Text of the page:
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What you need to know about COVID-19: October 1, 2020
As we enter our second full month with social restrictions implemented to fight the spread of COVID-19, it would be fair to say while people are adjusting to the ‘new normal’ of being mostly inside our homes, it’s getting more challenging daily.
Many of us are starting to lose patience with the situation and struggling to cope with the social isolation that is required of us, which can lead to increased anxiety and reduced coping skills. The majority of us have turned to the virtual world to maintain contact with family and friends we can no longer see in person.
Many of us are working from home, using computers and internet access to do our jobs, hold meetings and stay in contact with co-workers and clients. Our computers, smart phones and tablets have become crucial tools to help us cope with the stresses involved with this health crisis and it would be difficult to imagine getting through this without them.
If you are experiencing any stress and anxiety from the isolation of having to stay at home, consider for a moment how more intensely this might be felt by someone who is also trying to cope with a mental illness or trying to stay away from substances while in recovery from addiction.
Recovery is difficult at the best of times but adding isolation to the equation makes the process even more challenging. Many of the supports available to people have been adapting to the situation and have shifted to offering services virtually with mental health support, Narcotics Anonymous and Alcoholics Anonymous now offering groups online.
This has been a valuable service but it relies on the fact that a person wanting to access the service needs the technological equipment - like a Smart Phone - and internet access to embrace the opportunity.
While most of us have this readily at hand, many people coping with mental illness or addiction are also dealing with low income and may not be able to afford the services that we take for granted as part of daily life. When just about every penny you have is earmarked to paying rent, food and electricity, paying for a Smart Phone and a monthly charge for internet access is a luxury many cannot afford.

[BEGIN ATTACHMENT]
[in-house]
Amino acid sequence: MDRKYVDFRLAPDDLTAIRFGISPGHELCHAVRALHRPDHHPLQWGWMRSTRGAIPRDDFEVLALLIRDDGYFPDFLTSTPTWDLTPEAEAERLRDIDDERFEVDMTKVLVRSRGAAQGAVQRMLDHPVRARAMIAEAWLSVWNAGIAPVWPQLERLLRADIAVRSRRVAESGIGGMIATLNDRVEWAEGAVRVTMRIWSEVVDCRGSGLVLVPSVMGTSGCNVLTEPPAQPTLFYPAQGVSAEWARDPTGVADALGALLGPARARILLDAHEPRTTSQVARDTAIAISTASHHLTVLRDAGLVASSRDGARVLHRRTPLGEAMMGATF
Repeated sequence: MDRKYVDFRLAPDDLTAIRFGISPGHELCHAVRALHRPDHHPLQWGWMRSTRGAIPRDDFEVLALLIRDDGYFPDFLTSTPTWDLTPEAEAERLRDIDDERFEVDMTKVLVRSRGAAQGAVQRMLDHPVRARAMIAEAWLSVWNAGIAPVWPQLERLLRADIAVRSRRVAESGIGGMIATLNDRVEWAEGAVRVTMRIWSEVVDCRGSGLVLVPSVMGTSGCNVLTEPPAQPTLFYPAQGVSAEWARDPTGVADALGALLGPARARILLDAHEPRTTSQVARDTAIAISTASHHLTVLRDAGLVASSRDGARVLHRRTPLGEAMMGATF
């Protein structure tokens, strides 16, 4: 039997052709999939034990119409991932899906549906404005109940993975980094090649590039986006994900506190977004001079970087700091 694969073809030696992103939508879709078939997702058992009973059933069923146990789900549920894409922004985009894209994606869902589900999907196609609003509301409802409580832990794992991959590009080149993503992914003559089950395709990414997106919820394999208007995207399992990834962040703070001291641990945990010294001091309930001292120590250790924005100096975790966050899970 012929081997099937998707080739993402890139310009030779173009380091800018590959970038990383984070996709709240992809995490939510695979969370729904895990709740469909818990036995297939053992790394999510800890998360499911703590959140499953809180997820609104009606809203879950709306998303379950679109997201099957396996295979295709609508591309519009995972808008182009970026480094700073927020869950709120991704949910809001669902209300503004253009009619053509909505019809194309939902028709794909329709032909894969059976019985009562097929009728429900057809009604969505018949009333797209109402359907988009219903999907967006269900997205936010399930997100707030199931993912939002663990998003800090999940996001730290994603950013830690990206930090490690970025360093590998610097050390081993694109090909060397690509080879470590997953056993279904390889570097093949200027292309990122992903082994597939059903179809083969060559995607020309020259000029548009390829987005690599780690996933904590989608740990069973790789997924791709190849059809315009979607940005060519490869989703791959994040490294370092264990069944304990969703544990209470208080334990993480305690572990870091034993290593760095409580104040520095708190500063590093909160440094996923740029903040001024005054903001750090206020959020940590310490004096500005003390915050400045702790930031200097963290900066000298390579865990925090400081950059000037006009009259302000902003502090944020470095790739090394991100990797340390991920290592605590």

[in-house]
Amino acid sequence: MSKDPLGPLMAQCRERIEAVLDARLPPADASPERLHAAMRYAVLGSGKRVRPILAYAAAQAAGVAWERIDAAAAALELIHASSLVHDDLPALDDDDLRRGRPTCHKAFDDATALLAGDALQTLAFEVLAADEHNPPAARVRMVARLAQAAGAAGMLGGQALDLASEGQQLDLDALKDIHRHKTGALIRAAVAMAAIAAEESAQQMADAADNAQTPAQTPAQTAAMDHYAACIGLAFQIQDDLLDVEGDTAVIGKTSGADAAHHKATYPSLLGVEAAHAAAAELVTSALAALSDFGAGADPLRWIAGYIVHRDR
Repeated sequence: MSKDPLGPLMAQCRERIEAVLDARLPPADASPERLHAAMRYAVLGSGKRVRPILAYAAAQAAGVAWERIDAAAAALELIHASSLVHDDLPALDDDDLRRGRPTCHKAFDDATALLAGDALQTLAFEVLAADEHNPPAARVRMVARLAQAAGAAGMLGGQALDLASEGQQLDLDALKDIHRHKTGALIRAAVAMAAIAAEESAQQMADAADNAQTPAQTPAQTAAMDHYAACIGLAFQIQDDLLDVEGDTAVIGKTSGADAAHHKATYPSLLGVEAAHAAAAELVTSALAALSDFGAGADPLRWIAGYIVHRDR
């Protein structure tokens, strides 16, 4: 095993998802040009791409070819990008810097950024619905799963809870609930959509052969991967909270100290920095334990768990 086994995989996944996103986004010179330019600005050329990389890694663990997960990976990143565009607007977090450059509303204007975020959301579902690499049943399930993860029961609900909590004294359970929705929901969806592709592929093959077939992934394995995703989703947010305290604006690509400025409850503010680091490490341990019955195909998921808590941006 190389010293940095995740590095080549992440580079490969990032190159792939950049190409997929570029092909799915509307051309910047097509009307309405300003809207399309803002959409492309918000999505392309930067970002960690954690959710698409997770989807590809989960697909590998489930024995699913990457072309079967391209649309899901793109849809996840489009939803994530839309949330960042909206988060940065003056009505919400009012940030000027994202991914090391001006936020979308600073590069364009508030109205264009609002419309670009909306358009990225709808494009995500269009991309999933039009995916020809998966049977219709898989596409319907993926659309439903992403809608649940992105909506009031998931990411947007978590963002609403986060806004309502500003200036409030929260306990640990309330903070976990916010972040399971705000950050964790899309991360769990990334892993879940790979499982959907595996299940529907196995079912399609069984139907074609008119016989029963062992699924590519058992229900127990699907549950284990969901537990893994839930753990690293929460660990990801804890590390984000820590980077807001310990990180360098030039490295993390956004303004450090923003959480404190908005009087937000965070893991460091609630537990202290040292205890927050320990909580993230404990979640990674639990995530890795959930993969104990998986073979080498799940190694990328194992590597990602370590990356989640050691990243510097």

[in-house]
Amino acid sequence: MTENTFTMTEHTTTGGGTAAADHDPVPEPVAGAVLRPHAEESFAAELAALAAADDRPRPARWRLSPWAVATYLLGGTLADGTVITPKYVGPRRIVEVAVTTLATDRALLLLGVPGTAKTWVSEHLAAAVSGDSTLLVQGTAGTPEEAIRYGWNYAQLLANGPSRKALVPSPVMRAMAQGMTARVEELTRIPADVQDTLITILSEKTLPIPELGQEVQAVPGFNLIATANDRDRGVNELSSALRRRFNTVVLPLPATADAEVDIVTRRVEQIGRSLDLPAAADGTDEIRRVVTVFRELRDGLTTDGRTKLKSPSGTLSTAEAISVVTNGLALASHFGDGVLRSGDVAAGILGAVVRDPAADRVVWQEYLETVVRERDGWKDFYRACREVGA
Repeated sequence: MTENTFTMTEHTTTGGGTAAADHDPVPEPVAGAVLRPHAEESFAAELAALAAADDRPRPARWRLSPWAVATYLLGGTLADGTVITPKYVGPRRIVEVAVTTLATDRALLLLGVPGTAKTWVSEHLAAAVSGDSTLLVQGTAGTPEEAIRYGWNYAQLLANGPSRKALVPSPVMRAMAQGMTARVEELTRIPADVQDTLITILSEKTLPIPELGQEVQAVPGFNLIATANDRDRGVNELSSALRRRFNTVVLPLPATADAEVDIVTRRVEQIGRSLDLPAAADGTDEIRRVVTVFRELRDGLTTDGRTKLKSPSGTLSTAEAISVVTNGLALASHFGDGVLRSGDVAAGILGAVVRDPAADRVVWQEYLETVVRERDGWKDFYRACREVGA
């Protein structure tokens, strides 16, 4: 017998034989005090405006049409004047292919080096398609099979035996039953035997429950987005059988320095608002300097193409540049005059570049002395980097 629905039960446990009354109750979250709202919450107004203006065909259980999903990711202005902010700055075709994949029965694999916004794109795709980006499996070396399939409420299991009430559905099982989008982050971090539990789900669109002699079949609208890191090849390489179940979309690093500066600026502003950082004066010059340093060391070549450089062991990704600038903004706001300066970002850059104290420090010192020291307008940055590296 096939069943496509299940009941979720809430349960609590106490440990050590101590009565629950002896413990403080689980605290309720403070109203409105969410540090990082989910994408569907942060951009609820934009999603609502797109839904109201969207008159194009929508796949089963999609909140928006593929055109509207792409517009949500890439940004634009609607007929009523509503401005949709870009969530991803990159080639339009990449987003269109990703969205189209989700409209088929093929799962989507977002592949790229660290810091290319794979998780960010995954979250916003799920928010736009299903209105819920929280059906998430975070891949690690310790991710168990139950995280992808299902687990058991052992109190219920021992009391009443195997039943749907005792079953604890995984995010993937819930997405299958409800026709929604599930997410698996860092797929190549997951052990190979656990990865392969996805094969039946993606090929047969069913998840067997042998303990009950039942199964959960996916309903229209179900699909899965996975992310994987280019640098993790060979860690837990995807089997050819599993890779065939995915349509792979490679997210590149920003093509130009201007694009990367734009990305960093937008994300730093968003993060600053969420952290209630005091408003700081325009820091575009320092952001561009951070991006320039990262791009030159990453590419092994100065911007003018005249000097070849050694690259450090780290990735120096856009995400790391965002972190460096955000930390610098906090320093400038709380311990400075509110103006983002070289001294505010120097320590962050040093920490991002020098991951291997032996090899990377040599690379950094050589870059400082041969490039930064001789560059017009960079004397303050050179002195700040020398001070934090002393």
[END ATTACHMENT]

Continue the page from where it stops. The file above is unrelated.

I know many of the people I work with are fortunate to have the phone but many of them can't afford internet and have to rely on places they can go in the community to access free Wi-Fi connections in order to access services. Because we are now all expected to stay inside, these avenues of connection have now been cut off and even if someone goes outside on the street to access Wi-Fi, it is unrealistic to expect someone to participate in a meeting while standing on the street. It would also be impossible to maintain the confidentiality necessary for such activities.
While it will take a while before we learn all of the lessons that this crisis will teach us, it is becoming increasingly obvious that technology and internet access is vital to how we are dealing with this and it has gone from being a luxury to an essential service. A major way we are coping with not being able to physically be with our loves ones is to stay in contact virtually and this should be available to everyone in our society; not just those who can afford the service.
It might sound like a radical concept, but our governments may want to consider making internet access an essential need and find ways to fund this service for everyone. It will benefit the mental health of those who need it the most and allow everyone to more fully participate in the new reality that is likely to exist once this pandemic has ended. While we may return to real socialization, virtual communication is here to stay and will likely become more prevalent into the future.
Brian Hodder works in the field of mental health and addictions. He can be reached at email@example.com.